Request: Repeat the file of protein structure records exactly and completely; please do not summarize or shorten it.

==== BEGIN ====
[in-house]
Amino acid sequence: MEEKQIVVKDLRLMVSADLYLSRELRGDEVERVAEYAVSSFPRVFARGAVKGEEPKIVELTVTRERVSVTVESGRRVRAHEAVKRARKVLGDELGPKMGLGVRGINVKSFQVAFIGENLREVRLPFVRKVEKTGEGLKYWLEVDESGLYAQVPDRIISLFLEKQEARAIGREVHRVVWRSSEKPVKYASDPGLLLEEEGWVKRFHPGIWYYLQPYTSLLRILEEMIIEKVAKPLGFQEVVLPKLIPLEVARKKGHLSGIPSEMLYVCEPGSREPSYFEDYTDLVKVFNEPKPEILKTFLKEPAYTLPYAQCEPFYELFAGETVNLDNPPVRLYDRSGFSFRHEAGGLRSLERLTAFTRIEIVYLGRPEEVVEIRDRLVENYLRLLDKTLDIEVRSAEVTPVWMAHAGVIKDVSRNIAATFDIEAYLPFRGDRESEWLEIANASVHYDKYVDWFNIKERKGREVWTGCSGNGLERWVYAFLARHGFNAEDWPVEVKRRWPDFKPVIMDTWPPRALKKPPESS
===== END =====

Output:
[in-house]
Amino acid sequence: MEEKQIVVKDLRLMVSADLYLSRELRGDEVERVAEYAVSSFPRVFARGAVKGEEPKIVELTVTRERVSVTVESGRRVRAHEAVKRARKVLGDELGPKMGLGVRGINVKSFQVAFIGENLREVRLPFVRKVEKTGEGLKYWLEVDESGLYAQVPDRIISLFLEKQEARAIGREVHRVVWRSSEKPVKYASDPGLLLEEEGWVKRFHPGIWYYLQPYTSLLRILEEMIIEKVAKPLGFQEVVLPKLIPLEVARKKGHLSGIPSEMLYVCEPGSREPSYFEDYTDLVKVFNEPKPEILKTFLKEPAYTLPYAQCEPFYELFAGETVNLDNPPVRLYDRSGFSFRHEAGGLRSLERLTAFTRIEIVYLGRPEEVVEIRDRLVENYLRLLDKTLDIEVRSAEVTPVWMAHAGVIKDVSRNIAATFDIEAYLPFRGDRESEWLEIANASVHYDKYVDWFNIKERKGREVWTGCSGNGLERWVYAFLARHGFNAEDWPVEVKRRWPDFKPVIMDTWPPRALKKPPESS